Barzani agreed with Rice on the reconciliation process and committed himself to pursuing a unified Iraq. "We will continue in our efforts in our cooperation to implement the process that we have started until we establish a federal, democratic, pluralistic Iraq," he said. He added the Kurdish people reserve a right to self-determination, but "the parliament in Kurdistan has adopted, within the framework of a federal democratic Iraq, a federal system."
Department Of State spokesman Tom Casey was asked today "According to Associated Press today, US Secretary of State Condoleezza Rice appealed Friday, that means today, for cooperation from the autonomous and oil-rich Kurdistan north, Rice visiting the region's powerful-most President Massoud Barzani less than two weeks after the regional government threatened to break away from Iraq in a dispute over oil. After a session with the staff, followed by a lengthy one-on-one meeting of the Kurdish government offices in Erbil, Condoleezza Rice and Massoud Barzani stood in front of U.S. and Kurdish flags and spoke to reporters. Any comments since U.S. is fighting there for a unified and not partitioned Iraq?"
Casey said "Obviously, as the Secretary said, we continue to push for a unified Iraq. We want all parties in the country to be able to work together for the benefit of everyone. And I think as we've made clear repeatedly and as is called for in the hydrocarbon law that the Iraqi parliament is now considering, we believe that Iraq's oil resources should be used for the benefit of all the people of Iraq."
The LA Times reported today that "With violence bloodying Iraq, Kurds in the peaceful north have been showing signs of going their own way, raising their own flag and even hinting they could secede in a dispute over oil wealth -- moves that have alarmed Shiites and Sunnis."
Following her trip to the Kurdish region, Rice commented on the area's rapid growth since her previous visit more than a year earlier.
"Even in that short period of time, the growth there, the construction, the planning of a new airport, is pretty remarkable," she told reporters on the airplane en route to London. "And I think it shows the potential of this entire country when the security situation is more manageable."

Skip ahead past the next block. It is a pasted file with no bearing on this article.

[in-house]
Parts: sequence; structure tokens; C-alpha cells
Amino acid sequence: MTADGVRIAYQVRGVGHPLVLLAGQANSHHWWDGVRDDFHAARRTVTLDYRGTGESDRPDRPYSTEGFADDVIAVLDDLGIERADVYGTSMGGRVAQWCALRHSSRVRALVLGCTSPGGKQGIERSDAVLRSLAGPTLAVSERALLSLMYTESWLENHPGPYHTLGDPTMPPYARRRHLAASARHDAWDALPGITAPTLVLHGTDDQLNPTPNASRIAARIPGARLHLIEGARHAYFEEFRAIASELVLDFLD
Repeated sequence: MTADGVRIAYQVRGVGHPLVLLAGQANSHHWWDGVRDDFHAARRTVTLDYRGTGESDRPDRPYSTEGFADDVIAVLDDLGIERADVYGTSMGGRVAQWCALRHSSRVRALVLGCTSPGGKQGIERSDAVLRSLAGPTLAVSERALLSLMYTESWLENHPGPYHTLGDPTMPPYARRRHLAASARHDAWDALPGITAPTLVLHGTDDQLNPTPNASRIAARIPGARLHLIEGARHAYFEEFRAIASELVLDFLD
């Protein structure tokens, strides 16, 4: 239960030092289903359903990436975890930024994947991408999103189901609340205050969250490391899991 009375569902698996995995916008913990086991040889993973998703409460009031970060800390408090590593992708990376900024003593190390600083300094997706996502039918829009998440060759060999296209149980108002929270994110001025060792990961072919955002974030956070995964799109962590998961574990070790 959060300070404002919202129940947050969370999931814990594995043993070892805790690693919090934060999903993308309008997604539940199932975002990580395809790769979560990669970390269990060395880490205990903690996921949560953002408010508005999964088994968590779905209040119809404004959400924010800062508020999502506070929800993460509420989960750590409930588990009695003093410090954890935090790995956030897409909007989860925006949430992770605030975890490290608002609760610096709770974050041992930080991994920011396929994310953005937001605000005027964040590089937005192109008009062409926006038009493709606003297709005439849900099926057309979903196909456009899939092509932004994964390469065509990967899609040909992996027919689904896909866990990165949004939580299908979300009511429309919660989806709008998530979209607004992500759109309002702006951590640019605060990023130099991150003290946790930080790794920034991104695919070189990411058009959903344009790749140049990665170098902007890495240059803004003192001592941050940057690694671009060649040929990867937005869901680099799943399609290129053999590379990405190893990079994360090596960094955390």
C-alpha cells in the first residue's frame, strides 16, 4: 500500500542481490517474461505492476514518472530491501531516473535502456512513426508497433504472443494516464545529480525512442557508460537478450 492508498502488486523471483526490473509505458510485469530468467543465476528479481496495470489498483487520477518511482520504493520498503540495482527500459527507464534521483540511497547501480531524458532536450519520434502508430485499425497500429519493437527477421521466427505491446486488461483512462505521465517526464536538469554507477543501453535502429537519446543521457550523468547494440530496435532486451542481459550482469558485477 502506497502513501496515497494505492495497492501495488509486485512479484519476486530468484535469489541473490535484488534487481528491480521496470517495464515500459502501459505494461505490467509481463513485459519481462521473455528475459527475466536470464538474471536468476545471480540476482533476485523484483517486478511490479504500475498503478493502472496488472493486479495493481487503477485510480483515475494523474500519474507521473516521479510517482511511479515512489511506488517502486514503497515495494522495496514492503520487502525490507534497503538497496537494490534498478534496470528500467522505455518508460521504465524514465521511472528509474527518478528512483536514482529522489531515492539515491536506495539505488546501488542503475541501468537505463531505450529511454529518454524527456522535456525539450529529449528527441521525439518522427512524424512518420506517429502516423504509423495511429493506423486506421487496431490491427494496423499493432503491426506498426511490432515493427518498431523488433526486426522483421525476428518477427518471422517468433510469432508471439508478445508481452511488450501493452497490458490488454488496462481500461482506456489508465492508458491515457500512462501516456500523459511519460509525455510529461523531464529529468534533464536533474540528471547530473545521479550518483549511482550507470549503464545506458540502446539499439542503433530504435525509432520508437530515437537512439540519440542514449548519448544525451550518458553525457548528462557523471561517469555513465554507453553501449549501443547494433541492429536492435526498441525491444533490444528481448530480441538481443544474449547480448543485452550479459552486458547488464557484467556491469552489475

Rice welcomed the closing of Kurdistan Workers' Party (PKK) offices in Iraqi Kurdistan, saying, "Iraq's territory cannot be used for terrorism against any country." The PKK is a militant group of Turkish Kurds that has sparked tensions between Ankara and Baghdad by establishing bases of operation in Iraq and carrying out cross-border raids into Turkey.
Meantime, the BBC reported today that US Senator John Warner, Chairman of the Senate Armed Services Committee, said the situation in Iraq is shifting sideway and the government is not able to meet the fundamental responsibilities. He said in about 3 months, if violence does not decrease, the US should reassess its position and he would "not take any option off the table."
Rumsfeld's evaluation of Iraq, Kissinger's role in US policy
Iran: conflict not with Iraq policy, but US
White House reacts to report on terror spread due to Iraq war
Please add a link on your webiste pointing to ArabicNews.com and bookmark ArabicNews.com & subscribe to our daily email news bulletin.
| Advertise on ArabicNews.com. MyFlowers.com sold more than $2700 of flowers in one month advertising on ArabicNews.com! Make your company, and products a success. Special rate for new and small business. Inquire!Advertising Info